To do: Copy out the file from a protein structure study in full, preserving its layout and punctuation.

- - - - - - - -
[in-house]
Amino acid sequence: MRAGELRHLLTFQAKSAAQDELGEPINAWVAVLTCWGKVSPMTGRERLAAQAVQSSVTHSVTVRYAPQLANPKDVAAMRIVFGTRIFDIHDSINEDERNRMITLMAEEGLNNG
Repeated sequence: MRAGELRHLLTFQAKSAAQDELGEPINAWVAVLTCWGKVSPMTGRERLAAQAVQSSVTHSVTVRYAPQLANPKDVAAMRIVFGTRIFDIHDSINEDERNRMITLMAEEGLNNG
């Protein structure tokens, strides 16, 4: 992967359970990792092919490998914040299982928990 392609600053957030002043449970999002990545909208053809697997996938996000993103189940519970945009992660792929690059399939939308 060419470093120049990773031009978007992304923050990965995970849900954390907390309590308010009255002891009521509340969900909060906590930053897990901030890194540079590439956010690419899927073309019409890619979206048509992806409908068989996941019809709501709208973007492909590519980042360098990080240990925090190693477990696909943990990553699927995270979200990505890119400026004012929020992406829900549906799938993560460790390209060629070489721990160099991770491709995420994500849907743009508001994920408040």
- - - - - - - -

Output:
[in-house]
Amino acid sequence: MRAGELRHLLTFQAKSAAQDELGEPINAWVAVLTCWGKVSPMTGRERLAAQAVQSSVTHSVTVRYAPQLANPKDVAAMRIVFGTRIFDIHDSINEDERNRMITLMAEEGLNNG
Repeated sequence: MRAGELRHLLTFQAKSAAQDELGEPINAWVAVLTCWGKVSPMTGRERLAAQAVQSSVTHSVTVRYAPQLANPKDVAAMRIVFGTRIFDIHDSINEDERNRMITLMAEEGLNNG
């Protein structure tokens, strides 16, 4: 992967359970990792092919490998914040299982928990 392609600053957030002043449970999002990545909208053809697997996938996000993103189940519970945009992660792929690059399939939308 060419470093120049990773031009978007992304923050990965995970849900954390907390309590308010009255002891009521509340969900909060906590930053897990901030890194540079590439956010690419899927073309019409890619979206048509992806409908068989996941019809709501709208973007492909590519980042360098990080240990925090190693477990696909943990990553699927995270979200990505890119400026004012929020992406829900549906799938993560460790390209060629070489721990160099991770491709995420994500849907743009508001994920408040």